Console Graveyard: The Sega SG-1000
Tonight, we'll be visiting the grave of a daring hero form far-off Japan. It never really made it all the way west, but it had ambitious beginnings and deserves a place in video gaming history. It was Sega's first earnest attempt to go
Tonight, we’ll be visiting the grave of a daring hero form far-off Japan. It never really made it all the way west, but it had ambitious beginnings and deserves a place in video gaming history. It was Sega’s first earnest attempt to go head-to-head with the mighty Nintendo, and despite its fall, it paved the way for future success by whetting the teeth of those involved. This entry into the Console Graveyard is… the Sega SG-1000.
The “third generation” of console video games began a bit earlier than a casual observer may think. When Nintendo broke its champagne bottle over the Famicom and let it set sail, times were actually fairly lean in the console market. Launching a new video game system, no matter how innovative, could have been seen as a rather bold move. However, Nintendo had faith in their device, and it proved to be well warranted; by 1987, Nintendo dominated around 65% of worldwide video game console hardware sales.
Little do many know that Sega made a valiant attempt to compete with the growing monolith. When the arcade market that had been such a comfortable home for them took a downturn in ’82, Sega began developing the SG-1000. The company had recently sold off some licensing, and was split in to a North American R&D arm and its Japanese corporate branch. The president of the Japanese company, Hayao Nakayama, lobbied hard for Sega to apply its proven clout in the arcade realm to a home console. The end result was the stout little SG-1000, a strange creature that sort of bridged the gap between the Atari 2600 and Nintendo’s Famicom system.
The first iteration of the SG-1000 was a squat, bright white affair, very simple in its presentation but almost cheerful looking. The controller looked a lot like Atari’s, taking the form of a compact little joystick with broad orange buttons on either side. The graphics gently outperformed the 2600, but couldn’t quite compare to those of the Famicom system, with a modest 256×192 resolution and a 16 color palette. Part of the falling-short could be blamed on hardware component choices; the Zilog z80 CPU and Texas Instruments video and sound chips were the same ones used in the ColecoVision… a then-outdated system. In fact, an unlicensed system called the Telegames Personal Arcade was produced later on that could play both SG-1000 and ColecoVision games.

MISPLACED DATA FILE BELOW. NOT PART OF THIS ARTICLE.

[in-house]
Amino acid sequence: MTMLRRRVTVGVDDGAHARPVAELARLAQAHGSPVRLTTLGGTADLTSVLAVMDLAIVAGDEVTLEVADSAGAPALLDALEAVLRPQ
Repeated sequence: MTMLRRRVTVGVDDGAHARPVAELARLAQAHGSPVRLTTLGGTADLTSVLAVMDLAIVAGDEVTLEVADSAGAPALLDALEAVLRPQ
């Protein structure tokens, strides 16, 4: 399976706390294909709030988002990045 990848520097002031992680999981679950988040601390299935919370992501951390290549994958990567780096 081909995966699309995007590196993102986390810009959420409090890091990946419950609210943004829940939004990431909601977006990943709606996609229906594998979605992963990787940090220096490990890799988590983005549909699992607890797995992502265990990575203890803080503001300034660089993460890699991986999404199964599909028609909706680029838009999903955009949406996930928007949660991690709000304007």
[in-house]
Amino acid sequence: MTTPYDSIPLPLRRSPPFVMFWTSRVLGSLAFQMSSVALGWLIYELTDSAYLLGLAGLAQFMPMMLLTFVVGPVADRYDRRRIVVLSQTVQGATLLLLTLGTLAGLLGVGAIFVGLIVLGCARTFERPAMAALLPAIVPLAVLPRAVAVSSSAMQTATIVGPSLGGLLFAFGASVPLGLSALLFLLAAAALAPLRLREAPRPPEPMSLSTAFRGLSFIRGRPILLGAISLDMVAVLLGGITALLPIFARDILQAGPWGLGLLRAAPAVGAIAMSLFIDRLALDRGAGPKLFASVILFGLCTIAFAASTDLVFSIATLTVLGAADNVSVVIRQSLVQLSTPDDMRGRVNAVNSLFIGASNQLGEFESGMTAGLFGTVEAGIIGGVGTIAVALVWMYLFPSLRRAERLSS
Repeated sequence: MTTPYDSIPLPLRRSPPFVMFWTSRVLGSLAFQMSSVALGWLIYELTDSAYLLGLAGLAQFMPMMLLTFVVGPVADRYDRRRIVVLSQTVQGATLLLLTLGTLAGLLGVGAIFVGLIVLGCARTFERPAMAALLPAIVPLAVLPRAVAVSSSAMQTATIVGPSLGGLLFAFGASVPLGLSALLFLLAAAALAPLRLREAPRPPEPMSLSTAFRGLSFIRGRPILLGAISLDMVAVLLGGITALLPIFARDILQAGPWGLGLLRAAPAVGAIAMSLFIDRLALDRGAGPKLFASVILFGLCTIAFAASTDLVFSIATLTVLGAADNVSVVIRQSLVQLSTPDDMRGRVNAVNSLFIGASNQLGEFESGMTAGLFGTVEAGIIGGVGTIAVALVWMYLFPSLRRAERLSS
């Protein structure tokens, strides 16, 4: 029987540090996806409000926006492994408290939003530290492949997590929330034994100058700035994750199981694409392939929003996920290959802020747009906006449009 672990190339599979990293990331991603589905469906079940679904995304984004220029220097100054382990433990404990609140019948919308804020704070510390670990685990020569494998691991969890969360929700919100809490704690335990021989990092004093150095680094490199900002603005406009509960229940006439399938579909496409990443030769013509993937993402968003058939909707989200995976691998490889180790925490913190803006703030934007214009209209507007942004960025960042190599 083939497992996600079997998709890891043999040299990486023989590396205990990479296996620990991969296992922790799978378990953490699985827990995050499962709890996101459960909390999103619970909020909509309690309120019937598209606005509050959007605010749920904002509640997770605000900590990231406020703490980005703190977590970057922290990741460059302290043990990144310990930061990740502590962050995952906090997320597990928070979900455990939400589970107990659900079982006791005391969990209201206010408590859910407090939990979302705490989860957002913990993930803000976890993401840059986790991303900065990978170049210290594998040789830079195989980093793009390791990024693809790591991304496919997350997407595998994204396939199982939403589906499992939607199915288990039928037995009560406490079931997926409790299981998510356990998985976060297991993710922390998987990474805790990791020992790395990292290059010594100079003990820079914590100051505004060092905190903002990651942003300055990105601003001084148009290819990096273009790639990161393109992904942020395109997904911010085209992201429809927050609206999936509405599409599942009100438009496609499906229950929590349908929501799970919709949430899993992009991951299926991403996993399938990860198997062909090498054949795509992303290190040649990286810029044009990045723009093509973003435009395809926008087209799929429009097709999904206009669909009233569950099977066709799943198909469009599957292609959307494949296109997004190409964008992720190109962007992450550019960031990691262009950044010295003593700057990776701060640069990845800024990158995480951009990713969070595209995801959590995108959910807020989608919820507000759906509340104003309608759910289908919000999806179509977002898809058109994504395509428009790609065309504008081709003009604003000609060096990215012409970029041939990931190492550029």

Screens from Flicky and Girl’s Garden, two of the more memorable titles for the SG-1000.
Despite these shortcomings, the system fared decently at very first, at least in domestic Japanese sales. It was also marketed in Spain with some initial success, but the American market never saw the SG-1000. However, a damning set of circumstances brought about the slow demise of Sega’s new baby. First off, much like some later consoles I’ve covered in this series of articles, Sega attempted to address flaws by simply redesigning and re-marketing the console in new forms. In July of 1984, another corporate buyout was followed by the release of the SG-1000 II. This new packaging included slightly improved controls and the ability to play Sega Card games as well as cartridges, but the console sold poorly out of the gate. An additional computer-keyboard style attachment did little to buoy sales, and the SG-1000 series was discontinued by October of 1985. The series was also badly hit by the crash of 1983, not to mention competition outside of Nintendo in its native Japan. While Sega had lost this battle with Nintendo, they learned a lot, and doubled down on their development of console hardware. The Sega Mark III was released that same year, and it evolved into the well-known Master System, a console that was finally able to compete well in the now-growing market. By 1988, the Genesis was emerging on the scene, and the wars of the fourth generation were in full swing.
Left to right: the Mark II, the 1100 keyboard attachment, and the SC-3000 (a last ditch effort to repackage the system as a personal computer).
While researching this article, I was able to find very little information of much detail on the SG-1000, which leads me to believe it is often overlooked out of hand. However, as we pay our respects at this dusty crypt, we see upon closer examination that we stand at the grave of an unsung hero. I hope at least a handful of our readers discovered something they hadn’t seen or known here today. Ashes to ashes, dust to dust, and may we never forget the little consoles that fell into the spaces between.